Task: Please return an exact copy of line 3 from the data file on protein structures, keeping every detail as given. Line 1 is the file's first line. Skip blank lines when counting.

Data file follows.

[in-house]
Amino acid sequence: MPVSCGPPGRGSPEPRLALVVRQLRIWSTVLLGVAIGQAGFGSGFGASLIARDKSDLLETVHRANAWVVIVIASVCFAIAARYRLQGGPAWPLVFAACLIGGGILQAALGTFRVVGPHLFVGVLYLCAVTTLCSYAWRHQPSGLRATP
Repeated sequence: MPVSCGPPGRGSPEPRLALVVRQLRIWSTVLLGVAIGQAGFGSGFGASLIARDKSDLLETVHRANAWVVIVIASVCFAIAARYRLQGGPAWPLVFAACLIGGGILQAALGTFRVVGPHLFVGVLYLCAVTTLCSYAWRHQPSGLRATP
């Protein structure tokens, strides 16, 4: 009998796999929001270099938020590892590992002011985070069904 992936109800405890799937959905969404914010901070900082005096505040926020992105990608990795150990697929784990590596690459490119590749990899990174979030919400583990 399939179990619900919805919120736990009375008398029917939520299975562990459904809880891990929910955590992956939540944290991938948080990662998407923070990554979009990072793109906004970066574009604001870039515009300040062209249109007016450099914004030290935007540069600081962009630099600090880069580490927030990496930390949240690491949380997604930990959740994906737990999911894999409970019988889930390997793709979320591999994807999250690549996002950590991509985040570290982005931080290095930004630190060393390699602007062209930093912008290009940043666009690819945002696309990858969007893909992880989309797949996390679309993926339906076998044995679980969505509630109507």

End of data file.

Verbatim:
Repeated sequence: MPVSCGPPGRGSPEPRLALVVRQLRIWSTVLLGVAIGQAGFGSGFGASLIARDKSDLLETVHRANAWVVIVIASVCFAIAARYRLQGGPAWPLVFAACLIGGGILQAALGTFRVVGPHLFVGVLYLCAVTTLCSYAWRHQPSGLRATP